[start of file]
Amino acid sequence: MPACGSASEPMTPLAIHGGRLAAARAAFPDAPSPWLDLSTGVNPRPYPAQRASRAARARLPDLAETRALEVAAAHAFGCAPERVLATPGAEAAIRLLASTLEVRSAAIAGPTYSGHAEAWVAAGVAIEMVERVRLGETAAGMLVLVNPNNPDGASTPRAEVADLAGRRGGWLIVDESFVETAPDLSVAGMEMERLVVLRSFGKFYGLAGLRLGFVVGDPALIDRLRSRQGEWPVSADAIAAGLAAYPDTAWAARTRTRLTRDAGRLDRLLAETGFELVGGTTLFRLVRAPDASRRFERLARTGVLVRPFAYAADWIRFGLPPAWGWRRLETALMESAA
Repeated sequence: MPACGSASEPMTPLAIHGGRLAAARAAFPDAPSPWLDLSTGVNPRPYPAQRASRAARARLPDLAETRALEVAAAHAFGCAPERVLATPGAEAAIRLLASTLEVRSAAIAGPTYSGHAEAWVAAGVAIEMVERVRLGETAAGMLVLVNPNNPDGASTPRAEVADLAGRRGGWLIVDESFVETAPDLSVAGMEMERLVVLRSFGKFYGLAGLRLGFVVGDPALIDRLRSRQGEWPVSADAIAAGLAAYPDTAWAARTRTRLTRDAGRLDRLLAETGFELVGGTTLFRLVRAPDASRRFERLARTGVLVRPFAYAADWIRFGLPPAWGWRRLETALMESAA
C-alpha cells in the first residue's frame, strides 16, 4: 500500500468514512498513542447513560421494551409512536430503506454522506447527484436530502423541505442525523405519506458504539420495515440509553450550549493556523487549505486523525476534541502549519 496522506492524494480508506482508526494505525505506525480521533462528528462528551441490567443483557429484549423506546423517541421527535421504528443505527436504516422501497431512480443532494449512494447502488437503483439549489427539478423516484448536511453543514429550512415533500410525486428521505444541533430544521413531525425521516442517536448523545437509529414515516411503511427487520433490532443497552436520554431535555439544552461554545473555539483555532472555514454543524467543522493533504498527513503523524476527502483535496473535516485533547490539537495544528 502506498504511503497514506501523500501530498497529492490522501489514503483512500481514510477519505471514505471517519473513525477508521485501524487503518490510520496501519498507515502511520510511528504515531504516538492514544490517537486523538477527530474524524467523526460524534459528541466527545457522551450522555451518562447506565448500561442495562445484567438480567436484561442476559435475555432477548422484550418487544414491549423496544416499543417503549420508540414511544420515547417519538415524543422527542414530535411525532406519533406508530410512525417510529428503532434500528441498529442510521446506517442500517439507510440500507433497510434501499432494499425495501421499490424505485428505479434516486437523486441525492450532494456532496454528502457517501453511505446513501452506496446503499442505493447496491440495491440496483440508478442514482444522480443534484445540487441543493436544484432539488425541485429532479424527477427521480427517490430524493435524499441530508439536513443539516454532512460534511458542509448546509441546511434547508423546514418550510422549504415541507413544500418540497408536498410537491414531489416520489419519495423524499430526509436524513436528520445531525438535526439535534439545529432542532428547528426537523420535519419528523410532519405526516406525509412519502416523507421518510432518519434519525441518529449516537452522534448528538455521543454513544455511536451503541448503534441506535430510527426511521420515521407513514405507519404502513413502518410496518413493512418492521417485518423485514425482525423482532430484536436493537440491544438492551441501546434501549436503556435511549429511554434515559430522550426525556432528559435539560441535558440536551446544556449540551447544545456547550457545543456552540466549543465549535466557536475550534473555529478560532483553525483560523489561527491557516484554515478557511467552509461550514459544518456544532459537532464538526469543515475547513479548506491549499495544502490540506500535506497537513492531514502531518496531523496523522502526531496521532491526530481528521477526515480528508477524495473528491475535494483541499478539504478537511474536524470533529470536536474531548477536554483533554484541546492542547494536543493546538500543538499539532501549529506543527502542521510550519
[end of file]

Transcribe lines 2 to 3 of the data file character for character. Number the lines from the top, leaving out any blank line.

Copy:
Repeated sequence: MPACGSASEPMTPLAIHGGRLAAARAAFPDAPSPWLDLSTGVNPRPYPAQRASRAARARLPDLAETRALEVAAAHAFGCAPERVLATPGAEAAIRLLASTLEVRSAAIAGPTYSGHAEAWVAAGVAIEMVERVRLGETAAGMLVLVNPNNPDGASTPRAEVADLAGRRGGWLIVDESFVETAPDLSVAGMEMERLVVLRSFGKFYGLAGLRLGFVVGDPALIDRLRSRQGEWPVSADAIAAGLAAYPDTAWAARTRTRLTRDAGRLDRLLAETGFELVGGTTLFRLVRAPDASRRFERLARTGVLVRPFAYAADWIRFGLPPAWGWRRLETALMESAA
C-alpha cells in the first residue's frame, strides 16, 4: 500500500468514512498513542447513560421494551409512536430503506454522506447527484436530502423541505442525523405519506458504539420495515440509553450550549493556523487549505486523525476534541502549519 496522506492524494480508506482508526494505525505506525480521533462528528462528551441490567443483557429484549423506546423517541421527535421504528443505527436504516422501497431512480443532494449512494447502488437503483439549489427539478423516484448536511453543514429550512415533500410525486428521505444541533430544521413531525425521516442517536448523545437509529414515516411503511427487520433490532443497552436520554431535555439544552461554545473555539483555532472555514454543524467543522493533504498527513503523524476527502483535496473535516485533547490539537495544528 502506498504511503497514506501523500501530498497529492490522501489514503483512500481514510477519505471514505471517519473513525477508521485501524487503518490510520496501519498507515502511520510511528504515531504516538492514544490517537486523538477527530474524524467523526460524534459528541466527545457522551450522555451518562447506565448500561442495562445484567438480567436484561442476559435475555432477548422484550418487544414491549423496544416499543417503549420508540414511544420515547417519538415524543422527542414530535411525532406519533406508530410512525417510529428503532434500528441498529442510521446506517442500517439507510440500507433497510434501499432494499425495501421499490424505485428505479434516486437523486441525492450532494456532496454528502457517501453511505446513501452506496446503499442505493447496491440495491440496483440508478442514482444522480443534484445540487441543493436544484432539488425541485429532479424527477427521480427517490430524493435524499441530508439536513443539516454532512460534511458542509448546509441546511434547508423546514418550510422549504415541507413544500418540497408536498410537491414531489416520489419519495423524499430526509436524513436528520445531525438535526439535534439545529432542532428547528426537523420535519419528523410532519405526516406525509412519502416523507421518510432518519434519525441518529449516537452522534448528538455521543454513544455511536451503541448503534441506535430510527426511521420515521407513514405507519404502513413502518410496518413493512418492521417485518423485514425482525423482532430484536436493537440491544438492551441501546434501549436503556435511549429511554434515559430522550426525556432528559435539560441535558440536551446544556449540551447544545456547550457545543456552540466549543465549535466557536475550534473555529478560532483553525483560523489561527491557516484554515478557511467552509461550514459544518456544532459537532464538526469543515475547513479548506491549499495544502490540506500535506497537513492531514502531518496531523496523522502526531496521532491526530481528521477526515480528508477524495473528491475535494483541499478539504478537511474536524470533529470536536474531548477536554483533554484541546492542547494536543493546538500543538499539532501549529506543527502542521510550519